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Talking Technique: Feeling Rusty?

So you haven’t gotten to touch your bass in a while. It happens! We all have those times where we don’t get time with our bass for extended periods. When we get the bass in our hands again, our gut instinct is to get all our fast chops back, but that’s not such a great idea. The way to get back into shape the fastest is to take it slow.

In this lesson, we go step by step to reconnect with the bass and get back on track. From physical stretches to right and left hand exercises, you’ll shake the rust in no time.

Today’s tip: use a good strap!

Austrian-gone-Californian Ariane Cap is a bassist, educator, blogger and author. In her book "Music Theory for the Bass Player” and corresponding 20-week online course, she teaches music theory, bass technique, bass line creation and fretboard fitness in a systematic, practical and experiential way. Contact her via her blog or website.

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Share your thoughts

Ross

Ross

Great lesson Ariane, after an extended absence from playing for medical reasons I am finding it frustrating trying to get back my form. This looks like just what I need to concentrate on.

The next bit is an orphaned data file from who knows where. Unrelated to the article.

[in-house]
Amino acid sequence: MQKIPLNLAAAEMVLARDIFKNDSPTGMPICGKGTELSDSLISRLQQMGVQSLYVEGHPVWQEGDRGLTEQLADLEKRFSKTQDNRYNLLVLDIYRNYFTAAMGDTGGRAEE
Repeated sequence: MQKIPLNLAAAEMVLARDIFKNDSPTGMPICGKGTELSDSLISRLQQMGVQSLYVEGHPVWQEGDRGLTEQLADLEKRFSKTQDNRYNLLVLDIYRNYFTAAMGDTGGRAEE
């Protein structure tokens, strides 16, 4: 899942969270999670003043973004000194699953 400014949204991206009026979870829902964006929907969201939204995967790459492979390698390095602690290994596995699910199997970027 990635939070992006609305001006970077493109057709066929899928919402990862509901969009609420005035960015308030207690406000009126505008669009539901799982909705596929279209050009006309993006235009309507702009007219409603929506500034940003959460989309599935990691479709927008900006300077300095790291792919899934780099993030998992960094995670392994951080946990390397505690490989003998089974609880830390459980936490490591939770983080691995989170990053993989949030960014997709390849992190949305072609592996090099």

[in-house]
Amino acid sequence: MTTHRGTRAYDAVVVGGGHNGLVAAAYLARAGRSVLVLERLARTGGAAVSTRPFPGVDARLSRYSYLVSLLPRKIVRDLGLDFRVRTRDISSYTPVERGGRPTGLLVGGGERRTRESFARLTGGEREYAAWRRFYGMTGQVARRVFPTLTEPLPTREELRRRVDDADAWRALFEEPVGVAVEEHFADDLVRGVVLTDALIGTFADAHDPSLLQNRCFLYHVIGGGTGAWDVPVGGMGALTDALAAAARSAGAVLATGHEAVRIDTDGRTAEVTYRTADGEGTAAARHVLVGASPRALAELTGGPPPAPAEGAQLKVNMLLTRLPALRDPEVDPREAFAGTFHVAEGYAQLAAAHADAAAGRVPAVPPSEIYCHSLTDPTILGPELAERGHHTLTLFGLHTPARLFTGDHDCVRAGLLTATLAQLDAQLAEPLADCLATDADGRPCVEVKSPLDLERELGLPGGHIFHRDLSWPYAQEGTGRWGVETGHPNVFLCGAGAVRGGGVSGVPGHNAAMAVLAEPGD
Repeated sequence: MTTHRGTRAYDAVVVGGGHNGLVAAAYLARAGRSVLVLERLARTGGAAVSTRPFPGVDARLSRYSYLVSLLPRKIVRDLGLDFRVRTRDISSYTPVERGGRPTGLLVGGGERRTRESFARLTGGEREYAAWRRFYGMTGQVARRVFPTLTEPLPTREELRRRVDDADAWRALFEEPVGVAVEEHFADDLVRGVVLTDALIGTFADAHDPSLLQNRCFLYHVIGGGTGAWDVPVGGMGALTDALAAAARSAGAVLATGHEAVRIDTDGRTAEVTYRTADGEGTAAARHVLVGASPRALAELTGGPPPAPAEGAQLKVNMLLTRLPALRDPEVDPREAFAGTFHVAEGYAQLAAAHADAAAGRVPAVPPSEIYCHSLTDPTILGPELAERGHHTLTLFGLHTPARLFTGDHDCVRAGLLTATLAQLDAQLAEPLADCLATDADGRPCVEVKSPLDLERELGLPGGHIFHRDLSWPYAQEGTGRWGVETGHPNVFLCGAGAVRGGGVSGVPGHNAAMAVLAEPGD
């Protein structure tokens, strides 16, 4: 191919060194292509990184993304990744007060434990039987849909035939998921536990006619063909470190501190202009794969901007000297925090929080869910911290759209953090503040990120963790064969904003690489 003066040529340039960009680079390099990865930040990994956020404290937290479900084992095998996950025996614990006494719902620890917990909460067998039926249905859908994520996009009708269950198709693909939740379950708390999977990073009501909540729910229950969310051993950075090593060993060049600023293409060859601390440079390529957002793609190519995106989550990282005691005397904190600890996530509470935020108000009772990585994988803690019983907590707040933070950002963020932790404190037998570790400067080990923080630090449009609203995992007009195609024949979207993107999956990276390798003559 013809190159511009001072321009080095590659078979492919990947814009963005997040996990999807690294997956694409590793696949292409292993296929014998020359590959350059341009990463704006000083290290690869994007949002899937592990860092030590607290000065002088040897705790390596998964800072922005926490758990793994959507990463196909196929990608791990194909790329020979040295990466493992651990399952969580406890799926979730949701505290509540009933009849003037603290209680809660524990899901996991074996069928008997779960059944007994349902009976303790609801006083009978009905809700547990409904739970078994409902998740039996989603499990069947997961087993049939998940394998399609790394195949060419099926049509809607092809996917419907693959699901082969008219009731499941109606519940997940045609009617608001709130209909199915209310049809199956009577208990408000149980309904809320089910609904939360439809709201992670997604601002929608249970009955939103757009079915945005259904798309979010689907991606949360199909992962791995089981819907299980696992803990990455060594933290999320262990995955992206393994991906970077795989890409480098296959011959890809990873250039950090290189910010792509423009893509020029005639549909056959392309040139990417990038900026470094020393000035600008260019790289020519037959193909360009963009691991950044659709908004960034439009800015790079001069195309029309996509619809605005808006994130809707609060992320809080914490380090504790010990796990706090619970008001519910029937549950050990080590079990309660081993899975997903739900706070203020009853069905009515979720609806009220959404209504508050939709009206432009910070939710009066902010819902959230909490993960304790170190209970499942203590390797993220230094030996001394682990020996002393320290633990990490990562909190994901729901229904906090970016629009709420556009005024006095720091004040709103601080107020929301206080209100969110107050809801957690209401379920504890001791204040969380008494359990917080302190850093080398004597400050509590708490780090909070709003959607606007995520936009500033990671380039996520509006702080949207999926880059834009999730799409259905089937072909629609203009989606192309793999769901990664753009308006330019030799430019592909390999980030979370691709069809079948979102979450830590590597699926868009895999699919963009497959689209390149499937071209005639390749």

Ariane Cap (Author)

    Best wishes, Ross. Go for it. Weirdly this “slower” approach leads me to much faster results than pushing hard. The old form may just creep up on you and surprise you. And I think it is true that music helps heal…

Mark S Beretta

Mark S Beretta

Thanks Ariane ,
You’re a very pleasant person to learn from.
I was a bundle of nerves when I first bought my bass 4 years ago.
Not anymore ,,,

Sam Awry

Sam Awry

it’s not necessary to think of two things at once to coordinate hands- that confusion can be the result of thinking about it visually. By thinking kinaesthetically it’s easy to experience doing one thing with two hands

    Ariane Cap (Author)

    Sam, Thx for sharing your perspective. Thinking of both hands at the same time can be, amongst other things, a very powerful relaxation technique. What is necessary or not will vary by your intent and the practitioner.

Jacob Scheibel

Jacob Scheibel

So good to see those tendon warm-ups being shared. I recall Victor saying at his workshop on Gabriola Island that he learned them during martial arts classes with his brothers as a teenager. Said his instructor was trained by the same instructor as Bruce Lee if I recall correctly
.

    Ariane Cap (Author)

    Cheers Jacob, yes, those are so great! And that is Sifu Brian Edward, the Wing Chun Kung Fu teacher I mention in the video. He gave us some quite impressive demonstrations of tendon strength, too.